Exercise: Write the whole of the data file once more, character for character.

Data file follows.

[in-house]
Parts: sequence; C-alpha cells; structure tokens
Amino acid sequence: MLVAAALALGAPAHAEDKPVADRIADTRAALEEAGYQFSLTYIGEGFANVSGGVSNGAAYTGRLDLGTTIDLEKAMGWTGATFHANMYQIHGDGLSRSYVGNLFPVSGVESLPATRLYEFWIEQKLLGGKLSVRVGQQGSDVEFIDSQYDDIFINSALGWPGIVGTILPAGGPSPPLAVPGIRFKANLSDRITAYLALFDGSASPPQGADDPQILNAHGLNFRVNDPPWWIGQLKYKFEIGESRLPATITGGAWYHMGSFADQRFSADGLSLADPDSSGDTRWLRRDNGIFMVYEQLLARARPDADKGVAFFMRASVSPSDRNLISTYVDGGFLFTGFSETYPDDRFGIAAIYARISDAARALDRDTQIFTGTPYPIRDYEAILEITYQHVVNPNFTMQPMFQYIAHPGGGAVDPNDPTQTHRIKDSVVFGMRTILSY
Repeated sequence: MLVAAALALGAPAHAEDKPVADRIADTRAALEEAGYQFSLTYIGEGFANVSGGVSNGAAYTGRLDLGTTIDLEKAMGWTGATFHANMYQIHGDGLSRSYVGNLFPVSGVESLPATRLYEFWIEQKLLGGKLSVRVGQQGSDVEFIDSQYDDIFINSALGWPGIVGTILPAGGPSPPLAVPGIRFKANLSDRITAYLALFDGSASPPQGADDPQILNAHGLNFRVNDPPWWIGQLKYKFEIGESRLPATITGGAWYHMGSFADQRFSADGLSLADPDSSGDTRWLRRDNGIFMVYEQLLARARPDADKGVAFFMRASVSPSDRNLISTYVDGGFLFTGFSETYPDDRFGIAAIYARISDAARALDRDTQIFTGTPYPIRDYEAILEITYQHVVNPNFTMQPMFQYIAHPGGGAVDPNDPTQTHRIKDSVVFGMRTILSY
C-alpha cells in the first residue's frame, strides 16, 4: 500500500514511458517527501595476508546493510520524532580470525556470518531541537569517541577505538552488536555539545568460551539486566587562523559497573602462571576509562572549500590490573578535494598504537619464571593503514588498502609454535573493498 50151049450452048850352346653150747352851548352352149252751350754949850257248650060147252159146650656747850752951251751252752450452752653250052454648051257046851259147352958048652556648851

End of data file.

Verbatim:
[in-house]
Parts: sequence; C-alpha cells; structure tokens
Amino acid sequence: MLVAAALALGAPAHAEDKPVADRIADTRAALEEAGYQFSLTYIGEGFANVSGGVSNGAAYTGRLDLGTTIDLEKAMGWTGATFHANMYQIHGDGLSRSYVGNLFPVSGVESLPATRLYEFWIEQKLLGGKLSVRVGQQGSDVEFIDSQYDDIFINSALGWPGIVGTILPAGGPSPPLAVPGIRFKANLSDRITAYLALFDGSASPPQGADDPQILNAHGLNFRVNDPPWWIGQLKYKFEIGESRLPATITGGAWYHMGSFADQRFSADGLSLADPDSSGDTRWLRRDNGIFMVYEQLLARARPDADKGVAFFMRASVSPSDRNLISTYVDGGFLFTGFSETYPDDRFGIAAIYARISDAARALDRDTQIFTGTPYPIRDYEAILEITYQHVVNPNFTMQPMFQYIAHPGGGAVDPNDPTQTHRIKDSVVFGMRTILSY
Repeated sequence: MLVAAALALGAPAHAEDKPVADRIADTRAALEEAGYQFSLTYIGEGFANVSGGVSNGAAYTGRLDLGTTIDLEKAMGWTGATFHANMYQIHGDGLSRSYVGNLFPVSGVESLPATRLYEFWIEQKLLGGKLSVRVGQQGSDVEFIDSQYDDIFINSALGWPGIVGTILPAGGPSPPLAVPGIRFKANLSDRITAYLALFDGSASPPQGADDPQILNAHGLNFRVNDPPWWIGQLKYKFEIGESRLPATITGGAWYHMGSFADQRFSADGLSLADPDSSGDTRWLRRDNGIFMVYEQLLARARPDADKGVAFFMRASVSPSDRNLISTYVDGGFLFTGFSETYPDDRFGIAAIYARISDAARALDRDTQIFTGTPYPIRDYEAILEITYQHVVNPNFTMQPMFQYIAHPGGGAVDPNDPTQTHRIKDSVVFGMRTILSY
C-alpha cells in the first residue's frame, strides 16, 4: 500500500514511458517527501595476508546493510520524532580470525556470518531541537569517541577505538552488536555539545568460551539486566587562523559497573602462571576509562572549500590490573578535494598504537619464571593503514588498502609454535573493498 50151049450452048850352346653150747352851548352352149252751350754949850257248650060147252159146650656747850752951251751252752450452752653250052454648051257046851259147352958048652556648851